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Advanced Turbine Technology Applications Project (ATTAP): Overview, Status, and Outlook FREE

[+] Author Affiliations
Philip J. Haley

General Motors Corporation, Indianapolis, IN

Paper No. 89-GT-118, pp. V002T04A007; 8 pages
doi:10.1115/89-GT-118
From:
  • ASME 1989 International Gas Turbine and Aeroengine Congress and Exposition
  • Volume 2: Aircraft Engine; Marine; Microturbines and Small Turbomachinery
  • Toronto, Ontario, Canada, June 4–8, 1989
  • Conference Sponsors: International Gas Turbine Institute
  • ISBN: 978-0-7918-7914-6
  • Copyright © 1989 by ASME

abstract

The ATTAP aims at proving the performance and life of structural ceramic components in the hot gas path of an automotive gas turbine engine. This Department of Energy (DOE)-sponsored, NASA-managed program is being addressed by a General Motors (GM) team drawing expertise from the Advanced Engineering Staff (AES) and from Allison. The program includes design, process development and fabrication, rig and engine testing, and iterative development of selected key ceramic components for the AGT-5 engine. A reference powertrain design (RPD) based on this engine predicts acceleration, driveability, and fuel economy characteristics exceeding those of both current engines and the DOE goals.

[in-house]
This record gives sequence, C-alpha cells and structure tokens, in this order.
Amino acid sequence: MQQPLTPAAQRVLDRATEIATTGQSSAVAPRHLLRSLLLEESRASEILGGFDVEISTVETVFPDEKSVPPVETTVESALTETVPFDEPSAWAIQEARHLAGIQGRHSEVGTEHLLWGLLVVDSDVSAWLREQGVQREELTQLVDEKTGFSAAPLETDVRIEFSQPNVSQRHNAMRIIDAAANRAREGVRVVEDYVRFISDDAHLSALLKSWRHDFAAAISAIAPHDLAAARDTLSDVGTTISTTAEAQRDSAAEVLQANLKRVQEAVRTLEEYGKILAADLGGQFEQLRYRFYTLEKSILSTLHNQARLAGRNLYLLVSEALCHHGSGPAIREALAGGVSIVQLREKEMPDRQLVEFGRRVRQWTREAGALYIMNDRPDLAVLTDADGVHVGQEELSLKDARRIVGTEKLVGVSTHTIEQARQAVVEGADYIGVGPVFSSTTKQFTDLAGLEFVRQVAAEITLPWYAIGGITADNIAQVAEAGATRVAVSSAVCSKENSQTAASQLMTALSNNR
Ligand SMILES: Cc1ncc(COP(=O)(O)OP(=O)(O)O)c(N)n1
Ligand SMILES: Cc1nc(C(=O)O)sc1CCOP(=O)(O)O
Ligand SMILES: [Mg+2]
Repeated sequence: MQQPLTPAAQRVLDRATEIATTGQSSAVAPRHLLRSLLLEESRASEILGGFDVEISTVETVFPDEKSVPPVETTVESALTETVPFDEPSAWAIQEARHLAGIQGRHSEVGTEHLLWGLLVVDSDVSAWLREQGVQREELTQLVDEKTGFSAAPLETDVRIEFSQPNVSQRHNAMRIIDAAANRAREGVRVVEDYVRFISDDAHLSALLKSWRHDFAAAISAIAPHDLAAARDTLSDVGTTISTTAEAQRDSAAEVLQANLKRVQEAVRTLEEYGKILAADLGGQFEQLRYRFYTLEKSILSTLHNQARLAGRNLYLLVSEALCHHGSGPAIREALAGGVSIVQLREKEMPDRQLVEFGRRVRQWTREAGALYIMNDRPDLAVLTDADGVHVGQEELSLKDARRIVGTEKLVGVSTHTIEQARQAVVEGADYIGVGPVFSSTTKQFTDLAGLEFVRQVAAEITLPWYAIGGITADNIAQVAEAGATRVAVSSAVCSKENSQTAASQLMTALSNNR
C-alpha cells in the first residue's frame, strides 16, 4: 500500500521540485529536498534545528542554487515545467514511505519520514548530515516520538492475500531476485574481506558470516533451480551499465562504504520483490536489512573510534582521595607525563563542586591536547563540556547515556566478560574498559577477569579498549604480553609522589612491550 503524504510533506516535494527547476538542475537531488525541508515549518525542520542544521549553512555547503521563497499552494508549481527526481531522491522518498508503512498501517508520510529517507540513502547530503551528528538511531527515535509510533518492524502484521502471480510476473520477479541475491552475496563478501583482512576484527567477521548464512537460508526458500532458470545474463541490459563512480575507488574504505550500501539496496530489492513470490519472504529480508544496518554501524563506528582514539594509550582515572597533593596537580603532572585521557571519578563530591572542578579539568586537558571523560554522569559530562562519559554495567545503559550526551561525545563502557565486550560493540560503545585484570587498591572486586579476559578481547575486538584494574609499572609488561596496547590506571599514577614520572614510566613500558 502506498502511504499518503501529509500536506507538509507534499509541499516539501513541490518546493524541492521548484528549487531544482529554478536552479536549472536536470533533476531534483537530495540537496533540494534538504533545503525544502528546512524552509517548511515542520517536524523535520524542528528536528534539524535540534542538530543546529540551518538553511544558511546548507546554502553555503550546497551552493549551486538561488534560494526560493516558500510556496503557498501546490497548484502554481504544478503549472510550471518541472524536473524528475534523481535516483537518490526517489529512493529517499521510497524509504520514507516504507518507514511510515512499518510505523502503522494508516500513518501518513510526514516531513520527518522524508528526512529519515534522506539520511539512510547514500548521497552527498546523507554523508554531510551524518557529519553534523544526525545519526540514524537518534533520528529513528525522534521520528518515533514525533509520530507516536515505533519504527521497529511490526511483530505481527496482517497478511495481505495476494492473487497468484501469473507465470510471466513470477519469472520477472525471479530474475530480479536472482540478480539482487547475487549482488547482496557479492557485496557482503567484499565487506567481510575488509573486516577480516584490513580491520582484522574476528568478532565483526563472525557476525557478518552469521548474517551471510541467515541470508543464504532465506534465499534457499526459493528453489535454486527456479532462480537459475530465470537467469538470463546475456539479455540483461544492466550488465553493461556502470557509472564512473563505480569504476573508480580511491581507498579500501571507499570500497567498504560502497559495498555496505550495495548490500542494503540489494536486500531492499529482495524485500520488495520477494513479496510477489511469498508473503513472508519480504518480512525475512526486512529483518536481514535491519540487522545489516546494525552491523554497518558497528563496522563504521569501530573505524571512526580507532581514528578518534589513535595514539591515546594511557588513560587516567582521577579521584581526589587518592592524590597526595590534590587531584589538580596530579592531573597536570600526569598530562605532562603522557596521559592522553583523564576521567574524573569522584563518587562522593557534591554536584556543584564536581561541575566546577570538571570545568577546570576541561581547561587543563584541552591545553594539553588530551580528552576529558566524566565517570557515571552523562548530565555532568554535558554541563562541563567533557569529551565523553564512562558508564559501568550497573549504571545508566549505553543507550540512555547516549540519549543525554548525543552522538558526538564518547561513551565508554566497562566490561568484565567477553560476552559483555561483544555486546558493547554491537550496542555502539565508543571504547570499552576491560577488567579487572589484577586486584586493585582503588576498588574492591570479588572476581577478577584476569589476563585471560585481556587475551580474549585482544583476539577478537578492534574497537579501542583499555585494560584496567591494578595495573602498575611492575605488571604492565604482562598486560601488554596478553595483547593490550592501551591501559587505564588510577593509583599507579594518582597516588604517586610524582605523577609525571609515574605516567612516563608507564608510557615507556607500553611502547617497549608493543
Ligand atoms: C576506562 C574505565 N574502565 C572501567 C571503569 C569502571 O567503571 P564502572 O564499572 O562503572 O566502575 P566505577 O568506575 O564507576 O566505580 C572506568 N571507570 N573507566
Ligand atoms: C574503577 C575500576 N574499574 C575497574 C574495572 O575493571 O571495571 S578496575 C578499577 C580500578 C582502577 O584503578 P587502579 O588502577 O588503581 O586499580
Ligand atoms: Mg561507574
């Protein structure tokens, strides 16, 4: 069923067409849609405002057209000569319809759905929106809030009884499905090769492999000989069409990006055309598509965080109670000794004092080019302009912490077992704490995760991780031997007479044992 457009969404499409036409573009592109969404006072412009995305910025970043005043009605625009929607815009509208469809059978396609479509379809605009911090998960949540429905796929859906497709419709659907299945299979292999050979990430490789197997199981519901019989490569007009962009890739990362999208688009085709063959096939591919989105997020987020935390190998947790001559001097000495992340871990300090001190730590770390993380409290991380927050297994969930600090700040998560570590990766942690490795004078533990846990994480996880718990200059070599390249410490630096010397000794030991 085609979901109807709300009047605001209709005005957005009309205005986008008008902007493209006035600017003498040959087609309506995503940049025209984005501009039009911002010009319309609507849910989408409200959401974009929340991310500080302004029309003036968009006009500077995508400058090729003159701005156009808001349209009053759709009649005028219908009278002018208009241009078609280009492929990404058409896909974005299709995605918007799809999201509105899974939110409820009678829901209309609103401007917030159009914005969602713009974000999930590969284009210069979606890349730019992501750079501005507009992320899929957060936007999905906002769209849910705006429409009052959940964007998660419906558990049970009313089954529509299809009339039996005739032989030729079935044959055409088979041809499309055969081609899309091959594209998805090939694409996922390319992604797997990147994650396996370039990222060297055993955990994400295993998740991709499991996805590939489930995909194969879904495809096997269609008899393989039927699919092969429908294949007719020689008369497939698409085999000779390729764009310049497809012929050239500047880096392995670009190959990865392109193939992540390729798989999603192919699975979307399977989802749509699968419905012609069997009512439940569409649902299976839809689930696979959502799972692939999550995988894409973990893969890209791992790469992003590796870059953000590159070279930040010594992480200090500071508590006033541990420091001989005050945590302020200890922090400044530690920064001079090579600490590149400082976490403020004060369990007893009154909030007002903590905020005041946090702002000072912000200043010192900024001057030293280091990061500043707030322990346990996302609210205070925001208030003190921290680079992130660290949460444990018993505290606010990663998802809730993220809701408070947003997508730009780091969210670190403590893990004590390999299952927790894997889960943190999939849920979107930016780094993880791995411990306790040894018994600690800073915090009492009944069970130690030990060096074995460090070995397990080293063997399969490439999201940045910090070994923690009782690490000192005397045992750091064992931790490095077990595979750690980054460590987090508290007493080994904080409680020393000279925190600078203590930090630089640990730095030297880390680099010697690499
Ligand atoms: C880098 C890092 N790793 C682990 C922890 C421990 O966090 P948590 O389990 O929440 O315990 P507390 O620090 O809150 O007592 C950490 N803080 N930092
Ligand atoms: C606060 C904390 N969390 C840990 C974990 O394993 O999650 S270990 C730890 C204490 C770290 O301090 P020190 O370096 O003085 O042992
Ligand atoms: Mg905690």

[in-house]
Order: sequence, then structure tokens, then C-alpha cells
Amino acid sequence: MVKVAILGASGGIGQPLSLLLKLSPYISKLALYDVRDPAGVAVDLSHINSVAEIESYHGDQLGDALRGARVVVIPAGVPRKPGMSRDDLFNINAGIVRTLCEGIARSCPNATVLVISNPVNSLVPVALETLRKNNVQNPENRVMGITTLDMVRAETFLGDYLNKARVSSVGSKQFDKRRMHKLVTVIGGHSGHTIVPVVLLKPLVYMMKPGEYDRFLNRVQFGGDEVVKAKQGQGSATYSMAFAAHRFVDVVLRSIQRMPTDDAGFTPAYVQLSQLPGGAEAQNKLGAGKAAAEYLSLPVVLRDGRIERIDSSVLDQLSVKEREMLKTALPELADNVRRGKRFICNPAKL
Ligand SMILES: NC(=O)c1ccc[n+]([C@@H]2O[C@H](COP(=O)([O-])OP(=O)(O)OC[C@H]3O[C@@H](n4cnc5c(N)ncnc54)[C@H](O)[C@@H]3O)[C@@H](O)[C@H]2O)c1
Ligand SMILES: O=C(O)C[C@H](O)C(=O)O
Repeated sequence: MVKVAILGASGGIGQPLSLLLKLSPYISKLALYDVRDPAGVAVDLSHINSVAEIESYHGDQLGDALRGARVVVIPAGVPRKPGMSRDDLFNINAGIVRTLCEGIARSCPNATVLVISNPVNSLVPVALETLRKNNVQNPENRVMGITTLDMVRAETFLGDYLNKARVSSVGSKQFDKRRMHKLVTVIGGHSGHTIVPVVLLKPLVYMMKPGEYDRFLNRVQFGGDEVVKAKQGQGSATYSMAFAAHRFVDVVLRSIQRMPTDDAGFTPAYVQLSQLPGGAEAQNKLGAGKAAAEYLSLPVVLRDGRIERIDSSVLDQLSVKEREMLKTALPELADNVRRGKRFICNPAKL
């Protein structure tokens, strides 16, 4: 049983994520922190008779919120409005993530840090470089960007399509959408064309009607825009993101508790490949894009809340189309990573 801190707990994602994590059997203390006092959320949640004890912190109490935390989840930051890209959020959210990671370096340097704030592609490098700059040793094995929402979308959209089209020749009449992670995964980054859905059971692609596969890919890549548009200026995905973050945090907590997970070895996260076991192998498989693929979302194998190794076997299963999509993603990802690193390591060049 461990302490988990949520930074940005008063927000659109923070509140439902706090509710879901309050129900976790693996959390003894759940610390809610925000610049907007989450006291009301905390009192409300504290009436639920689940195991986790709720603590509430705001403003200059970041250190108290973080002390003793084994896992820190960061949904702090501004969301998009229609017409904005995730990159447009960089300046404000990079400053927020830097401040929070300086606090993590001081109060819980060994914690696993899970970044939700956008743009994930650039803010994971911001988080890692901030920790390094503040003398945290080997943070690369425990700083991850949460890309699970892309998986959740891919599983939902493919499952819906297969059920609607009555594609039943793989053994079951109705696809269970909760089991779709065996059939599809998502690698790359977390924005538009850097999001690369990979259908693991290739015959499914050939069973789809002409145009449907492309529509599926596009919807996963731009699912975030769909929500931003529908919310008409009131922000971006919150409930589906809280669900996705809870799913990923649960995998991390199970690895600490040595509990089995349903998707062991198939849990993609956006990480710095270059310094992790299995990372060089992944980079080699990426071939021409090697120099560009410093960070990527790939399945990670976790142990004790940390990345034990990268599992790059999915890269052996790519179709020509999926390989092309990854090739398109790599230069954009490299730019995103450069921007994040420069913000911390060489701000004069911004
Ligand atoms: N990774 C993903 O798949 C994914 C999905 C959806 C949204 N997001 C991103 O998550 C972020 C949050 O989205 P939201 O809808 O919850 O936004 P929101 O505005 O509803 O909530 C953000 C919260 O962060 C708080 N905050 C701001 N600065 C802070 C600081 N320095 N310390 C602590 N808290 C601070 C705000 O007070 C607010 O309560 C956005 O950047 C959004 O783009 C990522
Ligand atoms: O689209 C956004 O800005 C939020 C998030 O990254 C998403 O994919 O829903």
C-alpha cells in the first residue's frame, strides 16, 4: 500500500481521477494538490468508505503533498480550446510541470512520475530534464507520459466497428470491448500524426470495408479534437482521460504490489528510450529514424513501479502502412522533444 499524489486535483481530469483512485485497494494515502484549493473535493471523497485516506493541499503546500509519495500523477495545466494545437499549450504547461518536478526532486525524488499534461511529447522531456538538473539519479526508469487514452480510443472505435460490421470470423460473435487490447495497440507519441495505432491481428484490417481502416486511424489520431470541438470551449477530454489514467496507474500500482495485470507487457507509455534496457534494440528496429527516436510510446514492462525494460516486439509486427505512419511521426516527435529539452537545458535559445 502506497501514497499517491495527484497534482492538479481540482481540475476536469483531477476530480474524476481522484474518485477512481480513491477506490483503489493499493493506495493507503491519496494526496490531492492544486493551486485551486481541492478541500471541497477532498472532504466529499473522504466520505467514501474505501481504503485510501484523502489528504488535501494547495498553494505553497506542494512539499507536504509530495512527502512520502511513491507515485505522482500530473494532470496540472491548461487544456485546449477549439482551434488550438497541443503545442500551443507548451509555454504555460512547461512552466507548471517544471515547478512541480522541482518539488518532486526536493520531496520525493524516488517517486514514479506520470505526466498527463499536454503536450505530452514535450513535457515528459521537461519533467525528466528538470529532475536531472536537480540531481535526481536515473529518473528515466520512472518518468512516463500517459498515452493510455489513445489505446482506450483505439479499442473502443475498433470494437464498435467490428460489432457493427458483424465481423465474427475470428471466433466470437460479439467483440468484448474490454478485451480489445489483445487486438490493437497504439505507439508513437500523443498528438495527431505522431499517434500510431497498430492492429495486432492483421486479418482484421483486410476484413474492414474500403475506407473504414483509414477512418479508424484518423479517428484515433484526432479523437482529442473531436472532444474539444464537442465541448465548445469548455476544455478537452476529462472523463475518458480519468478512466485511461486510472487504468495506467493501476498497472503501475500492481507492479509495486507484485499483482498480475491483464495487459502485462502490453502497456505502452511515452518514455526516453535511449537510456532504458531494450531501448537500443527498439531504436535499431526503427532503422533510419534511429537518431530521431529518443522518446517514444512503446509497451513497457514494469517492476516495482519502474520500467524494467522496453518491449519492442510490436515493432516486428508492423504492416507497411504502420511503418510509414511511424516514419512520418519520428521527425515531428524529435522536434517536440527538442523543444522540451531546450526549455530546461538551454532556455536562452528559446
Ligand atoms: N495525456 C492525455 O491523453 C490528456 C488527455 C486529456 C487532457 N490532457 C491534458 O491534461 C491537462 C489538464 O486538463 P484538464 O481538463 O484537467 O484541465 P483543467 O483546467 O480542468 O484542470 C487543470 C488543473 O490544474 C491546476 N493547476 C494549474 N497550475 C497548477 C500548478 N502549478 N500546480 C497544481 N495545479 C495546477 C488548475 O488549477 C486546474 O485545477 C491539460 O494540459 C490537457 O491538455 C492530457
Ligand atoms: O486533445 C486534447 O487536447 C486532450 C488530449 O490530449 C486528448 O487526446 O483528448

A low-apsect-ratio ceramic turbine rotor design has been successfully engine-demonstrated at 2200°F and 100% speed, including survival of impact and other hostile flow path conditions. Turbine flow path components have been designed for the 2500°F cycle, using improved monolithic ceramics targeted for Year 2 fabrication. Major development/fabrication efforts have been subcontracted at Carborundum, GTE Labs, Corning Glass, Garrett Ceramic Components, and Manville. Feasibility studies were initiated with Ceramics Process Systems and Drexel University.

Copyright © 1989 by ASME
Topics: Turbines
This article is only available in the PDF format.

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